Cablegate: Arson Attack Complicates Parliamentary Standoff
PP RUEHDE RUEHDIR
DE RUEHMK #0163/01 0731336
ZNY CCCCC ZZH
P 131336Z MAR 08
FM AMEMBASSY MANAMA
TO RUEHC/SECSTATE WASHDC PRIORITY 7672
INFO RUEHZM/GULF COOPERATION COUNCIL COLLECTIVE PRIORITY
RHMFISS/HQ USCENTCOM MACDILL AFB FL PRIORITY
RHEHNSC/NSC WASHDC PRIORITY
C O N F I D E N T I A L SECTION 01 OF 02 MANAMA 000163
E.O. 12958: DECL: 03/13/2018
TAGS: PGOV PHUM ASEC BA
SUBJECT: ARSON ATTACK COMPLICATES PARLIAMENTARY STANDOFF
REF: A. MANAMA 40
B. 06 MANAMA 1728
Classified By: Ambassador Adam Ereli for reasons 1.4 (b) and (d).
1.(C) Summary: Two arson attacks, one against the property of a prominent Al-Khalifa family member, and a street skirmish in a Shi'a village drew strong, unified condemnation from the government and mainstream political societies, including the Shi'a Al-Wifaq bloc. Al-Wifaq blamed the attacks on "secret cells" and categorically condemned violence and sabotage. Despite this public repudiation, the incidents will likely make it more difficult for the government to defuse a sectarian-tinged standoff within the parliament pitting Al-Wifaq against Sunni blocs, which seek to prevent the questioning of a Minister implicated in the 2006 "Bandargate" scandal (ref B). End summary.
2.(C) Shortly after midnight on March 8 a group of 30 masked individuals used Molotov cocktails to set fire to buildings on a farm owned by Abdulaziz bin Atiyatallah Al-Khalifa near the Shi'a village of Karzakan. (Note: Abdulaziz, a former director of Bahrain's National Security Agency, is a member of the Prime Minister's Court and is the brother of Minister of State for Cabinet Affairs Ahmed bin Attiyatallah Al-Khalifa of "Bandargate" fame (ref B). Within the Shi'a community he is believed to be responsible for abuses against Shi'a dissidents in the 1990s when he was head of the Ministry of Interior's CID. End note.) Abdulaziz blamed local villagers, telling the press that they had targeted his property several times since 2002. Karzakan residents denied involvement, claiming that the attackers were not from the village.
3.(U) Also on March 8, Shi'a youth in Jid Hafs blocked streets with burning tires, sofas, and dumpsters. They demanded the release of defendants in the December rioting case. When police attempted to restore order, the youths began throwing stones and, according to at least one report, Molotov cocktails. The Haq Movement circulated photos of young men setting fires and brandishing Molotovs during the confrontation. According to press reports, shopkeepers and other Jid Hafs residents claimed that they did not recognize the instigators and reasoned that they were not from the village. (Note: Bahrain's Shi'a villages are generally small, close-knit communities where everyone knows everyone else.)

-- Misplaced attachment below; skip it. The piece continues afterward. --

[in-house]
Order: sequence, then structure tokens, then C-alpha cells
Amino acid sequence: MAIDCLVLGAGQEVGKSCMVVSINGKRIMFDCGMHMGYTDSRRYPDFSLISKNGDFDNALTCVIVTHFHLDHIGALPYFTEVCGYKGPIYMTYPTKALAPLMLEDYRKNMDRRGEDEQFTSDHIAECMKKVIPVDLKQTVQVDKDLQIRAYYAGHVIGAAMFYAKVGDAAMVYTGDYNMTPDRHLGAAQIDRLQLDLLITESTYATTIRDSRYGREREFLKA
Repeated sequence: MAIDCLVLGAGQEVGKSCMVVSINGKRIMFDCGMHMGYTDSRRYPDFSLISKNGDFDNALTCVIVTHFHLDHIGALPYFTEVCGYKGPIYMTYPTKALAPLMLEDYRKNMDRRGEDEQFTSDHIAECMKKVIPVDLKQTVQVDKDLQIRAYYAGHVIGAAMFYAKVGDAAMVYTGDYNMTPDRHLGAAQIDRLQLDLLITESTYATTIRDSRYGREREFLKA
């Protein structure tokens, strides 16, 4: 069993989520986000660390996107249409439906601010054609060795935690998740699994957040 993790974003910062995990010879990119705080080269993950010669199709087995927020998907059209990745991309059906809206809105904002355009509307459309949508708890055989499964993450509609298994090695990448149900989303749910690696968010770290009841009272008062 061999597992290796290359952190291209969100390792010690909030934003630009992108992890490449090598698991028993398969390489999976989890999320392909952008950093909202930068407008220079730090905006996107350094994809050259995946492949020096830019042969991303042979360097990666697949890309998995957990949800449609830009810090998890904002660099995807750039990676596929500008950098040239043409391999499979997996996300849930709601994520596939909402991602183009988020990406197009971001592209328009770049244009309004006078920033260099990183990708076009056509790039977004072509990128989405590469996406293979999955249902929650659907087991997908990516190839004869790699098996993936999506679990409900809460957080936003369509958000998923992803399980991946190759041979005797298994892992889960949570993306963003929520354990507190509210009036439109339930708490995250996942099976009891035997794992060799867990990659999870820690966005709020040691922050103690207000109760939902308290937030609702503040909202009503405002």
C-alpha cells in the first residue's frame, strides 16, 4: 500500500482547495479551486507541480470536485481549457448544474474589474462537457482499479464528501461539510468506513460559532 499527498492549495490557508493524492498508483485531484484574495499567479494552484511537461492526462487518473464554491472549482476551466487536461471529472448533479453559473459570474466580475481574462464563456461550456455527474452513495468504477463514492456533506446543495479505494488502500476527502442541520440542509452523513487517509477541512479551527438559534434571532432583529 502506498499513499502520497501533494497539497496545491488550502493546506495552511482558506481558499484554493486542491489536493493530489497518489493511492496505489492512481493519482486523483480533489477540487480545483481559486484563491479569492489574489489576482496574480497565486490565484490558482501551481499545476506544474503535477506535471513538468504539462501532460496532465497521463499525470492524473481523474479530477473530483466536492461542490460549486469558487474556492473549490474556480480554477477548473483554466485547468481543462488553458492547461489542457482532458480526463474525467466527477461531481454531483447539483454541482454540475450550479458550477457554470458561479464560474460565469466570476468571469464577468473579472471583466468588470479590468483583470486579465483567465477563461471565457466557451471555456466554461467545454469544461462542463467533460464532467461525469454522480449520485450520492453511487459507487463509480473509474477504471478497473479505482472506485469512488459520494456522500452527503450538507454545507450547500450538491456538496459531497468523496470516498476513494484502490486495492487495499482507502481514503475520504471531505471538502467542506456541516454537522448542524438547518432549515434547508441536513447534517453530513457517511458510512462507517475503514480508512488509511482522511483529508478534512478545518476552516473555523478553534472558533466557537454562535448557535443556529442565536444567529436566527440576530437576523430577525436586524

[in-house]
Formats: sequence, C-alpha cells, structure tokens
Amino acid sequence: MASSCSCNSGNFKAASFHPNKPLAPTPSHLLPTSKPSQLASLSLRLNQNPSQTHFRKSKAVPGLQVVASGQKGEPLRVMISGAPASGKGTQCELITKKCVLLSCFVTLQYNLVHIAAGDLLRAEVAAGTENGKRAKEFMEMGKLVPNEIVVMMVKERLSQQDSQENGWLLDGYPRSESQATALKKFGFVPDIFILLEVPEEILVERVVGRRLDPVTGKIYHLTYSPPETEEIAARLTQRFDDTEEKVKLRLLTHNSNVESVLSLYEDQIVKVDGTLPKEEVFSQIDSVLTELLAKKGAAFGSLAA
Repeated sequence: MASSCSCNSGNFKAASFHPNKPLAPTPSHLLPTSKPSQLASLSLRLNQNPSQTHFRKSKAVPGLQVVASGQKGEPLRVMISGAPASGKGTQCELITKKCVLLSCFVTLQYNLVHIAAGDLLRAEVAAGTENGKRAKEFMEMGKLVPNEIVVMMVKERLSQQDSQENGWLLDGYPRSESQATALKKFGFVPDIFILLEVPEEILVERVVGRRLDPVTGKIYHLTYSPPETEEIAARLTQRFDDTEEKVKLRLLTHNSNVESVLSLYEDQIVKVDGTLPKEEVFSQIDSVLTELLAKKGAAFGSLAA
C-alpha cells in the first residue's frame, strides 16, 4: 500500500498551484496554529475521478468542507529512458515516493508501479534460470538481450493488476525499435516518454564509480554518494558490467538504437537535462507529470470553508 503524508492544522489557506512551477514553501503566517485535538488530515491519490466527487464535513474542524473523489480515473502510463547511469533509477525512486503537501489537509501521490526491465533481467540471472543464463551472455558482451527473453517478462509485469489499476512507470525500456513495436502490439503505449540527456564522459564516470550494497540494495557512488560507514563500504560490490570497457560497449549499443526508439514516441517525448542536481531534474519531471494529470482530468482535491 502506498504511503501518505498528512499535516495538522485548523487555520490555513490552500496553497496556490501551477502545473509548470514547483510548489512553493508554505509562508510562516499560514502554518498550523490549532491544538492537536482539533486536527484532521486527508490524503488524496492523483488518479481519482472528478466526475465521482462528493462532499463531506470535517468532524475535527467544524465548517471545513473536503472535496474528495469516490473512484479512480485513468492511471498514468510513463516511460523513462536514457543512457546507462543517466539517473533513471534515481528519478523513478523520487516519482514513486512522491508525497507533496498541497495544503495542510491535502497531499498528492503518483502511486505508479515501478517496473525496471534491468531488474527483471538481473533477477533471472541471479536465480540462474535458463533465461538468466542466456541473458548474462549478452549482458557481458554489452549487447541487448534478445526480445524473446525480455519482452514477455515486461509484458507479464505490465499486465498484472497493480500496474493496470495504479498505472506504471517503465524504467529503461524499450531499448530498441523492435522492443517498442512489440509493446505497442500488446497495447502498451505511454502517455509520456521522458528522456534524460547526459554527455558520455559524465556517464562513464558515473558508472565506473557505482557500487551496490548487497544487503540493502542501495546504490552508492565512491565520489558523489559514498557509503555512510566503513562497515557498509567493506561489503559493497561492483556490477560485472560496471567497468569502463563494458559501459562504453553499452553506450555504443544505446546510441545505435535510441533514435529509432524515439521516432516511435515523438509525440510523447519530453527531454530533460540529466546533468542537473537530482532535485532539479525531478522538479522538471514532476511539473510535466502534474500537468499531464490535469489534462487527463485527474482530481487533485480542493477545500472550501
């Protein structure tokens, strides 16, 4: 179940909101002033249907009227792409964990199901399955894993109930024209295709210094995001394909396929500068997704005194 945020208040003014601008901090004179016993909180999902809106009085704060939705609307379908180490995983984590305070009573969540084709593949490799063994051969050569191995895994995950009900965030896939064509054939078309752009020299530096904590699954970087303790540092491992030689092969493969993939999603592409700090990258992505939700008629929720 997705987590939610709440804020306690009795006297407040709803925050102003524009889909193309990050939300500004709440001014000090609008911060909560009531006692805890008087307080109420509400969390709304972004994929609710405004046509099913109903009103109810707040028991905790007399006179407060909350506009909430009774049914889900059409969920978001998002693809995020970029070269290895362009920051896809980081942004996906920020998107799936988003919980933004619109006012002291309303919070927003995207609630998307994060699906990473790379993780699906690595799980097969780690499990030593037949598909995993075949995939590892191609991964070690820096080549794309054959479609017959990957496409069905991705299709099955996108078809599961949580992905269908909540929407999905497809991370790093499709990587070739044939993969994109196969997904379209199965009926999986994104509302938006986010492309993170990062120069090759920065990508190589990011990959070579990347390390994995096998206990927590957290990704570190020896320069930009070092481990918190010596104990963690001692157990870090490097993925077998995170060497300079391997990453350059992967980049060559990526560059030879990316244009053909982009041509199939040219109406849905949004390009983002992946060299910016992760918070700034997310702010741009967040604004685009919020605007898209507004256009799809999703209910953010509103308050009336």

4.(C) A second case of arson on the night of March 8 targeted a Salafist MP. Press reports indicated that unknown persons used gasoline to set fire to a "majlis" tent next to the home of Al-Minbar (Muslim Brotherhood) MP Mohammed Khalid. Khalid and Al-Minbar have staunchly opposed efforts to haul Ahmed bin Attiyatallah before the parliament for questioning. (Note: The Bandar Report (ref B) alleged that Al-Minbar and other Salafist groups benefitted from a conspiracy to keep the Shi'a Al-Wifaq political society from capturing a majority of seats in the lower house of parliament. End note.)
5.(U) The Prime Minister met with Al-Wifaq leadership and other government officials on March 9 and condemned the violent attacks on property and police. All political societies represented in the parliament denounced the attacks as well. Al-Wifaq issued a particularly pointed statement blaming "secret cells" for "taking advantage of the political situation" because "they do not want the reforms project to succeed." Al-Wifaq's parliamentary bloc leader Ali Salman reiterated the group's opposition to violence in comments to Ambassador and DCM on March 13. Interior Minister Rashid bin Abdullah Al-Khalifa met with Northern Governorate Governor Jaffar Bin Rajab and Shi'a community leaders on March 10.According to press reports, Al-Khalifa reaffirmed his ministry's commitment to preserving the dignity of citizens, but also stressed that the police would hold accountable those who engage in acts of arson, sabotage, and violence.
6.(C) Comment: It is unclear whether the arson attacks represent a change in tactics by Shi'a agitators who have heretofore focused on street violence and confrontations with police. It is also unclear whether these incidents are connected to Haq Movement supporters, though the use of Molotov cocktails bears a resemblance to recent Haq tactics. In this context, we believe Ali Salman's reference to "secret cells" is most likely an indictment of Haq. There is no evidence that would lead us to believe Hizballah was behind the attacks.
7.(C) Comment continued: Despite unequivocal condemnation of the incidents by Al-Wifaq, the attack on Abdulaziz bin MANAMA 00000163 002 OF 002 Attiyatallah's farm will likely make it more difficult for the government to craft a solution to the parliamentary impasse involving his brother. The government's rock-ribbed Sunni base would have viewed sending him off to an ambassadorship abroad as something of an embarrassing step down prior to the attack on his brother's farm. Now, making Ahmed bin Attiyatallah go away could appear to be a humiliating defeat to that core constituency. ********************************************* ******** Visit Embassy Manama's Classified Website: XXXXXXXXXXXX********************************************* ******** ERELI